Can’t find much in the way of recorded output by Andreas Oskar Hirsch, but that’s because he’s more of an outdoors man performing at concerts, events, installations and art events than a dedicated studio buff. Seems this Cologne-based artist studied film as his first discipline, and it’s possible a certain cinematic sense has passed into his first solo release Summe 1 (MAKIPHON 002) which has been released as a very nice and not-overlong slice of 12-inch vinyl. On it, he’s shooting for some sense of other-worldly travel, the voyager surveying the more exotic and remote parts of the globe – some tracks do indeed convey “instant jungle danger” or “blistering desert heat” if viewed as a slightly unusual form of library music. You’ve only got to look at the cover art also, with its faux-naif imaginary maps, where important landmarks (or imagined connections between such landmarks) are apparently designated with kitchen implements, such as four egg whisks and a funnel.
This playful and creative reinvention of the natural world, done in a charmingly child-like manner, extends to some of the details included in the sounds, such as the track that features field recordings of crane calls; Hirsch takes an interest in these because he’s engaged on another separate project decoding birdsong using the principles of Morse code. (Quite an advance on Olivier Messiaen there.) While he’s a well-travelled fellow, he’s not presenting long-winded field recordings here, nor boring us rigid with his trite observations on foreign lands, a lapse of which many “phonographers” can be found guilty. Instead, he’s using sounds like a paintbox to express his peculiar take on the world, and keeping his statements tight and concise, even when they describe vast imaginary plains and forests.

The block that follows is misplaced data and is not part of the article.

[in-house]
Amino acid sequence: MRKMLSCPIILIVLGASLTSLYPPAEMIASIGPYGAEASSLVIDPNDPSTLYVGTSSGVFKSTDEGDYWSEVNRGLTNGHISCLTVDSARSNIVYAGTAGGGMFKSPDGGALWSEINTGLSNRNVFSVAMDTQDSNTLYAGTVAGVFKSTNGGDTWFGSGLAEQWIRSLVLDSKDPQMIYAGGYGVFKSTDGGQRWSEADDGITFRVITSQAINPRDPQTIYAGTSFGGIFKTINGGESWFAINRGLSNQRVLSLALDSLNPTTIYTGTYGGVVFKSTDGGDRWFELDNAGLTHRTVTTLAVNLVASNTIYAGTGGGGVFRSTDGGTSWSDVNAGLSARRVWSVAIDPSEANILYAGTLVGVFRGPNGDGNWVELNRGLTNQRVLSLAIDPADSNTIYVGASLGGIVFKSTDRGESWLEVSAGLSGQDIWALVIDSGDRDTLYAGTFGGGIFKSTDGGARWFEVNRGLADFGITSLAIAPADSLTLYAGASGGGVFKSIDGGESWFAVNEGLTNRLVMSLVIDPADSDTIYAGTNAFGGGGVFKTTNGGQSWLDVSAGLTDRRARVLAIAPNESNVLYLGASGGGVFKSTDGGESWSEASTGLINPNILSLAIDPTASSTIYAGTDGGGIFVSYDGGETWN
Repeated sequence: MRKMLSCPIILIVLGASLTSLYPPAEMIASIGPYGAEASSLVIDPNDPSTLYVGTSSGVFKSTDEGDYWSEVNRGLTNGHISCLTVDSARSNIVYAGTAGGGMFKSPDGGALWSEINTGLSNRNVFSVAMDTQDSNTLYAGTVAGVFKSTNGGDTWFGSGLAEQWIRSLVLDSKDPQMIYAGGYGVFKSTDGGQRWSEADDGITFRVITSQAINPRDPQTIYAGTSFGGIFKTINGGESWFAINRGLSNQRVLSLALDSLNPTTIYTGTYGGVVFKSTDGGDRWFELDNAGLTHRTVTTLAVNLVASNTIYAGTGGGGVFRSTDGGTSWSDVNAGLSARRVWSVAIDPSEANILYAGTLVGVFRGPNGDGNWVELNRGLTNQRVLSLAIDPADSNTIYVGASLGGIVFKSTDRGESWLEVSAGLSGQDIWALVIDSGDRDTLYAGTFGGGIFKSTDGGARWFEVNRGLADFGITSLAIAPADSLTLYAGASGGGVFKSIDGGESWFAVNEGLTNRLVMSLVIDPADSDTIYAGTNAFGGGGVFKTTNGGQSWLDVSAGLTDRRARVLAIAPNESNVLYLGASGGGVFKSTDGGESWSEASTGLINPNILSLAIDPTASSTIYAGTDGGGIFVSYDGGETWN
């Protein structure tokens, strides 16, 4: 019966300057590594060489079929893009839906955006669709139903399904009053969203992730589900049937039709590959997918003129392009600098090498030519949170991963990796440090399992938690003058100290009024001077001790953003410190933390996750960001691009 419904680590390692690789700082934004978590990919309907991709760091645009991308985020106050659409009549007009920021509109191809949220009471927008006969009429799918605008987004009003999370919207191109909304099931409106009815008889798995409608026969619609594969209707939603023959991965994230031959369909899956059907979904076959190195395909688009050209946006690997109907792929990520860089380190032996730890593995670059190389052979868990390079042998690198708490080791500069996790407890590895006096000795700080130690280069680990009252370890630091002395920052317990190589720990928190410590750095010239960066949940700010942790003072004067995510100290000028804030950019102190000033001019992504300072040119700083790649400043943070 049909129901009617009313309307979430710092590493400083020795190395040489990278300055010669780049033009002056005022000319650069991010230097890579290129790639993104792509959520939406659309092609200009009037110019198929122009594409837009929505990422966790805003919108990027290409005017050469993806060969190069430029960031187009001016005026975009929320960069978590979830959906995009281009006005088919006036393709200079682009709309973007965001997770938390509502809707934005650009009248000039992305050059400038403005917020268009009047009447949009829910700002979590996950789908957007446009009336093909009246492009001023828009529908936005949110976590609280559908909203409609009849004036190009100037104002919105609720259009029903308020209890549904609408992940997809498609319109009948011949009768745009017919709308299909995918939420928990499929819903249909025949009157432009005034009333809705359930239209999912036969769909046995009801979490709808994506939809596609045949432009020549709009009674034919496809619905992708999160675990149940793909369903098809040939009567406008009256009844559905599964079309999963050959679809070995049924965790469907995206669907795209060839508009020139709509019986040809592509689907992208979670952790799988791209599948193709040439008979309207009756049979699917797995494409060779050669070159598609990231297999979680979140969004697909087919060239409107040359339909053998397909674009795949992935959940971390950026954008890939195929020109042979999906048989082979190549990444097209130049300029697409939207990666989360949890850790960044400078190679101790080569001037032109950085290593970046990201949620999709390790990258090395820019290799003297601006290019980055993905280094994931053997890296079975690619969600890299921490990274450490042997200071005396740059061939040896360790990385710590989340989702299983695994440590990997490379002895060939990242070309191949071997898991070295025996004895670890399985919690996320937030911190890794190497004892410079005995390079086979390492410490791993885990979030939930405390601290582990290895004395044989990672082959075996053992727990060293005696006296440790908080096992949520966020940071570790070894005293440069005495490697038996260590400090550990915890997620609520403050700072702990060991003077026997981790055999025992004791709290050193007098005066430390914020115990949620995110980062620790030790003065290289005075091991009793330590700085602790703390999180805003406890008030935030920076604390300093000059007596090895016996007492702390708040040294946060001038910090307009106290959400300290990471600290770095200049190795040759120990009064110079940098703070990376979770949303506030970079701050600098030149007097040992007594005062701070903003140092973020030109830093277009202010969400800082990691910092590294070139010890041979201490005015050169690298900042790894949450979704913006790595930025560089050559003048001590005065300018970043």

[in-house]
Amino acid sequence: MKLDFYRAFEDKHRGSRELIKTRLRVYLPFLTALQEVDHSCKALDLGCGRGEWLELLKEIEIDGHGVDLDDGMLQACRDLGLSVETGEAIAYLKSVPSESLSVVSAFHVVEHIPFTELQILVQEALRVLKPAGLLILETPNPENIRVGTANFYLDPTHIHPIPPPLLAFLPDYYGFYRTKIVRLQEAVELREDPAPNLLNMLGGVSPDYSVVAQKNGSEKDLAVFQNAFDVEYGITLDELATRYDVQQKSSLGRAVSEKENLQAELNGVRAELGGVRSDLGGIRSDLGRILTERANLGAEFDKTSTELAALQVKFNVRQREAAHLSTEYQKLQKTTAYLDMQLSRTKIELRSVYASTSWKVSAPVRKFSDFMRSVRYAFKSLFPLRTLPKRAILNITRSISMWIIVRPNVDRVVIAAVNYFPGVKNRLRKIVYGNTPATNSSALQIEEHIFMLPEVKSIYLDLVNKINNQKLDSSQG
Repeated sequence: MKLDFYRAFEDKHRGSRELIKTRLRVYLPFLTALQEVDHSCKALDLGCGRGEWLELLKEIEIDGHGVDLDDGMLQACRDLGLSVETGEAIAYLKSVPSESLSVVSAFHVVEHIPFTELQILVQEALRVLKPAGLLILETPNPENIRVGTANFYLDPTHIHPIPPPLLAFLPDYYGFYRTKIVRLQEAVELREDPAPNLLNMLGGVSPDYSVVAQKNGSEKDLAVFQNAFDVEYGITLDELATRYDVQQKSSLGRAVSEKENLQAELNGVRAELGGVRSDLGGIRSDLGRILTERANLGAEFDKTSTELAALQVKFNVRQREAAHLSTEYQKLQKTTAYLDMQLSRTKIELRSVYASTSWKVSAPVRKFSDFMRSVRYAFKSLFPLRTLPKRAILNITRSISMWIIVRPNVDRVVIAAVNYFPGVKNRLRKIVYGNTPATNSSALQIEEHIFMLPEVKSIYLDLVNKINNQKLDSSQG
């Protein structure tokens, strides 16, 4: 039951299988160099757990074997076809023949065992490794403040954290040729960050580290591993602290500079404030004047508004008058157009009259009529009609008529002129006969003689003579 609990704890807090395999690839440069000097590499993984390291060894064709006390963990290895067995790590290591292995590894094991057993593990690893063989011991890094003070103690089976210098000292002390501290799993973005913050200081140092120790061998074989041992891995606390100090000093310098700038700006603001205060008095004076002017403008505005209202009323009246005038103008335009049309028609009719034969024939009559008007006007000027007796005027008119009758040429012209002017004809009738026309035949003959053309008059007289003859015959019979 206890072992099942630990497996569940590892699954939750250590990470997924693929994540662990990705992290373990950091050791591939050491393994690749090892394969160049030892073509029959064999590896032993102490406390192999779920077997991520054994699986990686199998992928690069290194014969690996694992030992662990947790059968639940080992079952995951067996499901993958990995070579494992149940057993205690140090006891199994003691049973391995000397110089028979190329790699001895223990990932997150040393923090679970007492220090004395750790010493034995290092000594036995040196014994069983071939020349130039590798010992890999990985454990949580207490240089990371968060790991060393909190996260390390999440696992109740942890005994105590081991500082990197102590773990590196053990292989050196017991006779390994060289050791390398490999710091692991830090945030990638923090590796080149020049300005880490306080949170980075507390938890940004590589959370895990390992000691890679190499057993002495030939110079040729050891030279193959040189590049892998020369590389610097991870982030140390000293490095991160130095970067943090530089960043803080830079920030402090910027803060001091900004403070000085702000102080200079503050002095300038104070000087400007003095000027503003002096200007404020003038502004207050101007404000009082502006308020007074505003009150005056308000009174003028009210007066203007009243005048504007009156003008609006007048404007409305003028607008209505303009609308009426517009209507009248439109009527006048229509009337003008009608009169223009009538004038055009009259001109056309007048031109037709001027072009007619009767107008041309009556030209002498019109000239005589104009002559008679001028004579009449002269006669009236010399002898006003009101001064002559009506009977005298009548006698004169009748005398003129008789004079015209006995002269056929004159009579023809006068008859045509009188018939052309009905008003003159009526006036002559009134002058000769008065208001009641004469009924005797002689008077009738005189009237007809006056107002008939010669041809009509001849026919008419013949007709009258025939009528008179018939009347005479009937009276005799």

He is aided in this by his unusual combinations of instruments, which includes the playing of rubber bands to achieve a home-made thumb piano effect, along with harmonicas, electric guitars, and small fans (perhaps using them to blow on the strings, a popular device ever since Keith Rowe). As part of this rubber-band activity, Hirsch plays something called the electrified palm leaf, a beautiful half-sculpture instrument he invented which involves elastic bands, carbon rods, and wooden beads inserted into a dried palm leaf, and powered with contact microphones. He’s since gone one better with the invention of the Carbophon, which also appears to be built on the rubber-band principle. A very pleasing and innovative record; we look forward to receiving more leaves from his imaginary Atlas. From 15 June 2015.